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Senior celebration: Event shares love across generations

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Annie Hardee listens to a musical performance by Orlanda Reed at the 16th Annual Senior Citizens Appreciation Ceremony on Wednesday at the C.M. Eppes Recreation Center.


Karen Eckert
The Daily Reflector

Sunday, May 19, 2019

“You have a purpose — you are somebody.”

That was the message guest at the 16th annual Senior Citizens Appreciation Ceremony from keynote speaker Willis Bernard, co-pastor of About My Father’s Business Ministries. More than 100 people attended the event, organizers said.

The three-hour lunchtime ceremony was sponsored by The Benevolence Corps, a nonprofit organization that provides support for senior citizens, troubled teens, the hungry and others in the Greenville area.

“There are so many precious jewels in here,” Bernard said, as he spoke to the audience about the value of their life experiences.

“We need to share those experiences with those who don’t know,” he said.

The younger generations would not be where they are today if it wasn’t for the seniors, Bernard said.

Greenville Mayor P.J. Connelly, someone from one of those younger generations, welcomed the group on behalf of the City of Greenville and his office.

“We owe each of you a great deal of gratitude and appreciation for the contributions that you have made to society and a great deal of respect for the challenges that you’ve endured and barriers that you’ve overcome during your lives,” Connelly said.

In addition to sharing their experiences, Bernard told the seniors that they can also offer love and encouragement. Those are two things seniors can do just as much as anyone, he said.

There are apps for just about everything, but there’s no app that can give an actual hug, he said. “You must put your arms around somebody.”

Musical performances by senior citizens throughout the ceremony punctuated the messages of the speakers.

“This is my story, this is my song,” sang Orlanda Reed, 80, projecting loudly and clearly on the 19th century hymn, “Blessed Assurance,” one of several songs she performed at the ceremony.

Reed traveled from Winton in Hertford County to participate in the event, playing the piano in addition to singing.

On this particular hymn, she asked the guests to join her and many of them did.

Annie Hardee, 91, a long-time resident of Simpson, attended the event for the first time. She, too, had been invited to perform a few songs.

The ones she chose included a capella renditions of “Take My Hand, Precious Lord” and “How Great Thou Art.”

She said she started singing in high school in the Glee Club at Pitt County Training School, which today is G.R. Whitfield. She also sang in her church choir, 

In addition to singing, Hardee still mows her own yard, tends to her flowers and drives.

“I keep myself busy,” said Hardee, who was married to the late Joe Hardee, a farmer, and is the aunt of Daniel House, pastor of St. Peter’s Missionary Baptist Church and the ceremony’s emcee.

“I just love people,” Hardee said. And she said she loves making people happy.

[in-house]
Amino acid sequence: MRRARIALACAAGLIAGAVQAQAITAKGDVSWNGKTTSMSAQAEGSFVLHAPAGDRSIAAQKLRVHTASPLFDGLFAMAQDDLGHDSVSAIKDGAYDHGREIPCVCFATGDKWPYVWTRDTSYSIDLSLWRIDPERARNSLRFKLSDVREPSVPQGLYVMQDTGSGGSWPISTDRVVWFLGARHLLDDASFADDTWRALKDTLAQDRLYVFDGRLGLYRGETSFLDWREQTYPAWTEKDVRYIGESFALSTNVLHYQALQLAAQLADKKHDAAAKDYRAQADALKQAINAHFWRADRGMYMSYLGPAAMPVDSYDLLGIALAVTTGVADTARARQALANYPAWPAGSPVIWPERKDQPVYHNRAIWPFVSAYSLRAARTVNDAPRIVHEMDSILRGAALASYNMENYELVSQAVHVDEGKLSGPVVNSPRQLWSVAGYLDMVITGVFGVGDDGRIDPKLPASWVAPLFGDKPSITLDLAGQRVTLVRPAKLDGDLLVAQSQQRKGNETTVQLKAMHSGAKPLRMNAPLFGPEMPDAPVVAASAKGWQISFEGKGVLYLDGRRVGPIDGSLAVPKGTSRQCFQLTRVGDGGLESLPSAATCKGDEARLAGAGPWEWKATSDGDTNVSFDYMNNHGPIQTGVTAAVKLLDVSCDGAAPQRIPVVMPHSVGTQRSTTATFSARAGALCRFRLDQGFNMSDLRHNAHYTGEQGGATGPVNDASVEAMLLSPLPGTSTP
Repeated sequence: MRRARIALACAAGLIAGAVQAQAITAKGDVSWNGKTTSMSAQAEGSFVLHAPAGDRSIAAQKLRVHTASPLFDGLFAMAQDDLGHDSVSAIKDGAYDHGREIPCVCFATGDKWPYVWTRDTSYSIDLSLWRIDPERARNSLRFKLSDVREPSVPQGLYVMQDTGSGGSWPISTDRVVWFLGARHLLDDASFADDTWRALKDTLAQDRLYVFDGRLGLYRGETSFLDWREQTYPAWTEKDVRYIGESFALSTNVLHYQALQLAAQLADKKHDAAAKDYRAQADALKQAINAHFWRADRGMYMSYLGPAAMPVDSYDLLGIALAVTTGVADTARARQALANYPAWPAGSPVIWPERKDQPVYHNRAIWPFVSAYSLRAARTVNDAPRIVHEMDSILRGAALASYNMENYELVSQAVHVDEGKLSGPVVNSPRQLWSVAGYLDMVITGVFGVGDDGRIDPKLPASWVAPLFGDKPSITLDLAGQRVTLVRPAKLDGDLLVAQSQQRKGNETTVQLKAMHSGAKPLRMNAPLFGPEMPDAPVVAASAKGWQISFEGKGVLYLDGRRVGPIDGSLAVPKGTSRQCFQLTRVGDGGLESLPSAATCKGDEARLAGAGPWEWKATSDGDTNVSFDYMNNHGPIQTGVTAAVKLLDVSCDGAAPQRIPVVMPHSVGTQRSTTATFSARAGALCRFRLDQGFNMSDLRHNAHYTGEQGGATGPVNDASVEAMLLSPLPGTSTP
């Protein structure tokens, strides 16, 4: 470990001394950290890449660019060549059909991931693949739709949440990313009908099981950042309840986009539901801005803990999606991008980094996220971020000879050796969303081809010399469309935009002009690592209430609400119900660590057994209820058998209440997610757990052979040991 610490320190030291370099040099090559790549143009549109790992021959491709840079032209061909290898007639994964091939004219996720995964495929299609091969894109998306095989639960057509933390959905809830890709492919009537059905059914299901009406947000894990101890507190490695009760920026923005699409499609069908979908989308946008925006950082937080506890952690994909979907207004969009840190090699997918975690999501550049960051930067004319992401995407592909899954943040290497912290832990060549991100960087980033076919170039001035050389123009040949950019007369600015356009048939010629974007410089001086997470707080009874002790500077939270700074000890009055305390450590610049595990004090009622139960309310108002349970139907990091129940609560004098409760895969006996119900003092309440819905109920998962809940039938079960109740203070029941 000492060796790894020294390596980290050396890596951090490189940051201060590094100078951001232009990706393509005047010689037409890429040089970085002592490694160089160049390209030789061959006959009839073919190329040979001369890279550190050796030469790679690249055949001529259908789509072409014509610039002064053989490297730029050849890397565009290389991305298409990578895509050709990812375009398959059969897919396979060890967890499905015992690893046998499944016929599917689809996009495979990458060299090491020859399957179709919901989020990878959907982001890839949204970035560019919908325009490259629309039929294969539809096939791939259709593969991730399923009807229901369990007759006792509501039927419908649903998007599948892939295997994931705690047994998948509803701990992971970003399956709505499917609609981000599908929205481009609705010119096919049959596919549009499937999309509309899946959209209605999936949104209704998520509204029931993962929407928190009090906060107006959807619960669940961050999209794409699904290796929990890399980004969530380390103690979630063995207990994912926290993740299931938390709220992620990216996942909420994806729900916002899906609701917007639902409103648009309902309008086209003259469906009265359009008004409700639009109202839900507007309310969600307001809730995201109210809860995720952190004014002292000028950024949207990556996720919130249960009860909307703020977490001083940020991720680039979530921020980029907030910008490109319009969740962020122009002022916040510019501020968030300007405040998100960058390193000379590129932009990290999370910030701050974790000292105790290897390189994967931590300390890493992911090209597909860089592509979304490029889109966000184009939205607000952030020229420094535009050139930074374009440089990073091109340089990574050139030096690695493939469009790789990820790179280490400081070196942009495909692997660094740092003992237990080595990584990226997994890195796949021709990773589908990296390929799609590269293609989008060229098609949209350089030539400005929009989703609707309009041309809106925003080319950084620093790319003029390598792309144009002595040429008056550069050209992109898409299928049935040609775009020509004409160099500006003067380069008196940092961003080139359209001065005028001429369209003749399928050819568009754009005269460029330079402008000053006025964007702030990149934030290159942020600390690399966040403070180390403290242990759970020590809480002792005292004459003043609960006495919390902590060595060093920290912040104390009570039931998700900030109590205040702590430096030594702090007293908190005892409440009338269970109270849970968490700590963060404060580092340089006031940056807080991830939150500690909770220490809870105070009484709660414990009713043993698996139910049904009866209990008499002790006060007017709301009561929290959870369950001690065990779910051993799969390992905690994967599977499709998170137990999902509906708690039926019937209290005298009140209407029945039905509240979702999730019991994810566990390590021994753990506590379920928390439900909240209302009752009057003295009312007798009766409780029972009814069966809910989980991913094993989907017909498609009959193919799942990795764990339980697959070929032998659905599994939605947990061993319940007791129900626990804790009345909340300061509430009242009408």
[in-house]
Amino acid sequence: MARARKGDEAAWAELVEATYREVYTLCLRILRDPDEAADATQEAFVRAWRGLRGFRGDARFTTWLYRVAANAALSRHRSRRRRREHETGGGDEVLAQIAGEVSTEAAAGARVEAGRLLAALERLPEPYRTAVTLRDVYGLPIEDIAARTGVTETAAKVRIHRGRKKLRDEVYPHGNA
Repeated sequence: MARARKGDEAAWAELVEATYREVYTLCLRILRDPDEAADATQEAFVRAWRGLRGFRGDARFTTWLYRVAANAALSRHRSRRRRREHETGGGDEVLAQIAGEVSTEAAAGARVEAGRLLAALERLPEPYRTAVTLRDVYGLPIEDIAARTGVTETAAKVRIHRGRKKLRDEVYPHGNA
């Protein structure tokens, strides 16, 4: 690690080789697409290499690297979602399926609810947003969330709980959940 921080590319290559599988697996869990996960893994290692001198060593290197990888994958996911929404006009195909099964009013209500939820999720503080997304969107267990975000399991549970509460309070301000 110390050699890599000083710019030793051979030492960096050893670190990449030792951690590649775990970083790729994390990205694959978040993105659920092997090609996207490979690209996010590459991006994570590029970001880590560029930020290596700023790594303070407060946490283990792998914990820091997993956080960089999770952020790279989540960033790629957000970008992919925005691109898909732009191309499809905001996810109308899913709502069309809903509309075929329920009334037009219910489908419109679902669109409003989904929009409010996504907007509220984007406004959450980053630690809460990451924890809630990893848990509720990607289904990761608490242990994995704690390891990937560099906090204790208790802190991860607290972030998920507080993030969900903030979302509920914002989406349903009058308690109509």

She said that her advice for a long life is to “take care of yourself.”

“Watch what you put in your stomach,” she said. She drinks plenty of water and juice and eats lots of fruits and vegetables. She does not drink coffee.

James Coleman Smith, 92, who lives in Pactolus, said that he is not as stringent regarding his diet and says he eats about anything.

The secret to his longevity is the Lord, he said. “I pray day and night.” 

He said he bowls once a week at the lanes in Greenville. Like Hardee, he still drives.

Smith, a former landscaper, said he had trimmed shrubs at his home the day before and his knee had been hurting, so, in spite of that, he was glad he was able to get out to the event.

“It’s nice,” he said.

It turned out that Smith was the oldest person at the event and Hardee the next-oldest.

At 90, Virginia Watts of Greenville was recognized as the third-oldest.

All three of the nonagenarians received floral arrangements in tall vases.

In addition to the guests in their 90s, there were plenty of people present from their 60s to 80s, as well, and they all received flowers of some type.

The flowers were donated by Jefferson’s Florist, Cox Floral Expressions and Fresh Market.

The guests also were treated to a buffet meal that included chicken, potato salad, green beans, fruit salad and cake. Food was provided by Food Lion, Walmart, Bojangles and Hardee’s.

In addition to Connelly and Bernard, other presenters included Rich Zeck, director of the Council on Aging; Hakima Evans, a dementia specialist; and Cynthia Ross from the Pitt County Department of Social Services-Adult Services. Each of them talked about services for seniors provided by their agencies. Margaretta Howard of DSS-Economic Services manned a table that guests could visit to pick up information about In-Home Aid Services, Respite Services and other programs.

“We’ve got to take care of one another,” Zeck said.

Wednesday’s celebration was about that very thing — taking care of senior citizens, participants said.

“A lot of people don’t quite grasp the importance of senior citizens and honoring (them),” said Keith Cooper, executive director of The Benevolence Corps and president of the Eastern N.C. Regional Association of Black Social Workers, a professional organization that helped with the event.

“It’s good to be around seniors. You can learn something,” said House, the emcee.

“It’s good to be alive,” he said.

Karen Eckert can be reached at 252-329-9565 and keckert@reflector.com.


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